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Mechanism of the cosmological redshift

  1. Sep 10, 2012 #1

    I have read that `cosmological redshift` means a photon is being `stretched`by space dilation and thus gets to have `longer wavelength`

    I am unsure if this is true and if yes, why is it true

    Many thanks
  2. jcsd
  3. Sep 10, 2012 #2


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    It is a good description, and "true" and "why" are something for philosophy.
    However, I think it is quite intuitive in case of photons: You can measure the wavelength. Then you stretch all space, including the space within that wavelength. And then you measure again, and the value increased.
  4. Sep 10, 2012 #3


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    These two papers may be of interest:


    If you want to interpret cosmological redshifts instead as kinematic redshifts, you can. There is no way to resolve the ambiguity in interpretation, because GR can't talk about the velocity of one object relative to another distant object. We have a FAQ about this: https://www.physicsforums.com/showthread.php?t=508610 [Broken]
    Last edited by a moderator: May 6, 2017
  5. Sep 10, 2012 #4
    mfb, as I understand your post, one can consider the photon as a wave propagating through space, having a certain wavelength. Space expansion would then mean stretching of the wavelength of the wave, already positioned in space

    Please help me with this - is this view generally accepted? Thank you
  6. Sep 10, 2012 #5
    If a photon wavelength is being stretched, would atomic nuclei be stretched as well... how would such stretching influence our capability to measure spatial distances, as our rulers would be stretched out too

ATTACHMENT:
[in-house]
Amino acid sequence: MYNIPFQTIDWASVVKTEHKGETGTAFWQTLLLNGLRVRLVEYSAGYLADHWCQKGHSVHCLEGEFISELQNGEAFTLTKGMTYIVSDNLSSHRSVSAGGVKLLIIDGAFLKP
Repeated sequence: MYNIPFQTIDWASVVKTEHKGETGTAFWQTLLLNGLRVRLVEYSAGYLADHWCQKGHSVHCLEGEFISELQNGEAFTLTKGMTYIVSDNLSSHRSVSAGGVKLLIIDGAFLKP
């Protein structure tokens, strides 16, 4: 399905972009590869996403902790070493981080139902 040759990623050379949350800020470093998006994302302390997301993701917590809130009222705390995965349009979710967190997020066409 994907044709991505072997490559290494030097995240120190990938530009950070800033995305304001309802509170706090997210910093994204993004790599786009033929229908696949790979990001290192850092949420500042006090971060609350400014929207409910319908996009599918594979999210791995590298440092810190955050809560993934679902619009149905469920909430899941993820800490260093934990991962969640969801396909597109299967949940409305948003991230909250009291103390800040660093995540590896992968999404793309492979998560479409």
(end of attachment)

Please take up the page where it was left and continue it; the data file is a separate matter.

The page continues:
These are not final statements, I am only trying to see if I am not missing something
  7. Sep 10, 2012 #6
    This can be a confusing subject because 'distance' in cosmology can be defined in different ways....it varies from model to model according to their 'metric'...the calculated distance. When talking about cosmological distances the messiness of curvature in GR is significant. When you read about redshift you are almost always reading about it in the context of the FLRW cosmological model whose metric [distance measure] is an exact solution of Einstein's equations. And writers are assuming observers static with respect to the cosmic microwave background radiation [CMBR]...you can find descriptions in Wikipedia and these forums.

    The same number of wave crests ...wavelength is from one to the next.....reach us as were emitted. The finite speed of light means it takes longer for all of them to get here. The earliest ones get stretched the most. Those are the 'CMBR' I treferred to emitted very in the time of our universe. The expansion of wavelength correlates pretty much exactly with expansion of distance that occurred while light was in transit.

    This refers to the standard FRW metric and standard cosmological model as does this: The so-called recession "velocity" associated with expansion is actually a 'rapidity' which goes beyond the speed of light 'c'.
  8. Sep 10, 2012 #7
    bcrowell, it seems that the photon stretching concept is not widely accepted according to the 2nd linked paper on arxiv
  9. Sep 10, 2012 #8


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    You're oversimplifying. It's not a question of taking a vote or seeing what is more widely accepted. Neither interpretation is wrong. Our desire to create an intuitive picture clashes with the fact that GR doesn't have tools and concepts that map directly onto these intuitive pictures.
  10. Sep 10, 2012 #9
  11. Sep 10, 2012 #10
    This is the part of the confusion I referred to. Over cosmological distances the light from distant galaxies is redshifted with respect to the frequencies we would observe from an identical nearby stationary source; it arrives here at a different color than an identical ar local source....we observe it as redshifted.

    What is happening is that the metric [our agreed upon standard for distance measure] of spacetime between us and the distant galaxies has changed (the universe has expanded) along the path of the photon from here to there, leading to an increase in the wavelength of the light. What causes the redshift is due to calculational models....and different views are ok.
  12. Sep 10, 2012 #11
    generally, no. Not even earth's orbit is stretched:

    Loads more here:
    [Wallace that I quote is a cosmologist who posts here from time to time.]
    Does Expansion of Universe affect Earth Orbit

    Synopsis: No. Expansion results from the [FRW metric] assumptions of the CP [homogeneity and Isotropic] and those does not apply at solar nor galactic [lumpy] scales
    thread # 162727